I’m not trying to be rude here, but you should learn the basics before asking for help. The basics about SEO are all over the web, just do a quick search.

      • I don’t pretend to know a thing bout Seo, my background is as an art director. As from previous blogs, the Seo profession has a less than stellar reputation for taking advantage of their unknowing consumers. I’m learning, slowly, that’s why I reached out to this forum. There are many Seo forums, with a maze of conflicting options, opinions and instructions. Which should I believe??? That’s why I am reaching out here, at least these people seems to know something and are willing to explore and converse about the conflicting data, ie. keywords in 2012. I find nothing about “structured data,” rdfa, etc. does that help? There are several new plugins, one for, Raven that adds such data in an easy for the novice way.

        To get to back to my questions, starting this new site, what’s my first steps for a novice? What’s the safest out of the box, theme, plugins, Seo plugin, etc directions? If I hire an Seo after the fact and the website is competed to add the final touches, I’m sure he would rather step into something fairly clean, as opposed to weeks of correcting coding mistakes, etc. there’s nothing worse than stepping into someone else’s, “mess.”

        I’ve just now been opened up to the world of genesis? Can I start with the genesis framework, child theme, Yoast plugin?
        Ps I know the davidzelbydds.com site needs coding, Seo, etc. I least I was knowledgable enough to know that fact and smart enough to reach out for help, that’s what forums are for. Please pardon my ignorance, but we can give you a very nice set of teeth, dental implants, comprehensive dental hygiene, etc.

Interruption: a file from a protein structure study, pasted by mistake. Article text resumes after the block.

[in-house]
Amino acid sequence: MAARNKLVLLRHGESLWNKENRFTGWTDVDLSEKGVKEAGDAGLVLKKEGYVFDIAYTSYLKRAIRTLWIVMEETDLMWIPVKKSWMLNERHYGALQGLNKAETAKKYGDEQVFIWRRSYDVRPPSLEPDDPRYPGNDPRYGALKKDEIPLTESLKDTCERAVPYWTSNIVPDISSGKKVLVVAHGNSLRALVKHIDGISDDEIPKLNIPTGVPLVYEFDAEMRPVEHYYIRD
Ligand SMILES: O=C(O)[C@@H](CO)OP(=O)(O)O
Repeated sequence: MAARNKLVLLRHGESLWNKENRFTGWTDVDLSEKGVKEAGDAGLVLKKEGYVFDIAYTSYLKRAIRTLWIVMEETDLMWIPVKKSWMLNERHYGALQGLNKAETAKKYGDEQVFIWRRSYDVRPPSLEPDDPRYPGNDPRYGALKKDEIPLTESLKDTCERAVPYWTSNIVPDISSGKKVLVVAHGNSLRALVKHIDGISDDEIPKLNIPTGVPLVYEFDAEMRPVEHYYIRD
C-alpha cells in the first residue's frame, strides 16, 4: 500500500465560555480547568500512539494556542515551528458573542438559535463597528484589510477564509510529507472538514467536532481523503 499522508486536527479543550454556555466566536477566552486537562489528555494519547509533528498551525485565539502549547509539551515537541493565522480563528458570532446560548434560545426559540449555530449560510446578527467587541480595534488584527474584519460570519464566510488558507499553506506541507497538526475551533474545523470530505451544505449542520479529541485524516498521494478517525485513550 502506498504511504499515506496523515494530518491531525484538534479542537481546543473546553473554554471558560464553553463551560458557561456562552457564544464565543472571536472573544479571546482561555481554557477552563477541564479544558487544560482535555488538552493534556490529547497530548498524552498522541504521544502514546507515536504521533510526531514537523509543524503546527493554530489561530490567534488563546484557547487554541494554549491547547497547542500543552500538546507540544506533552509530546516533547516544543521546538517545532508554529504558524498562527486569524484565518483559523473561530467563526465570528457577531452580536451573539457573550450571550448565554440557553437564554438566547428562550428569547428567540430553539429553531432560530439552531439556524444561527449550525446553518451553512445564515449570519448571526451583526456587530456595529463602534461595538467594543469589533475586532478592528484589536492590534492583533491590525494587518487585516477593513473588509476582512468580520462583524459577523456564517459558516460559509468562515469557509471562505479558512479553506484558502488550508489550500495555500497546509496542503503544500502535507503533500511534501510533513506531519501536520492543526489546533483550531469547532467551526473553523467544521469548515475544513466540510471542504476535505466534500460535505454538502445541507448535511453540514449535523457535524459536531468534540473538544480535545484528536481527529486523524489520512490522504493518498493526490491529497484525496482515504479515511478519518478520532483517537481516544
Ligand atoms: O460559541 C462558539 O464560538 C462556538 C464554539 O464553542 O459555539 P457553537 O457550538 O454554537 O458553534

• We’ve got a post coming this Tuesday that will tell you exactly how to do this with WordPress. Stay tuned.

        • Zoe, my apology if I offended you, and thank you for giving it straight back to me.

          You are right about the over pricing of SEO work. When you consider that the basics provide 80% of your needs and can be done with 20% knowledge and resources. SEO, like many industries fits the 80/20 rule.

          I have written a page on the 5 things (actually 6) that you need which covers the basics. Placing these pieces is easy – it is thinking what should be said that takes some thought, some time and creativity.

          You will find it here: http://www.burnabywebconsulting.ca/articles/seo/building-relevance.html

  29. Just to tag on to Edward and Mark’s conversation above, how about this for an acronym for CONTENT:

    Change Oracle’s New Tenet: Encourage Nurture Teach

  30. Wow! This is a really great post!

    I’m so glad, that I found this website, your information has been invaluable to me!

    How do you create your content?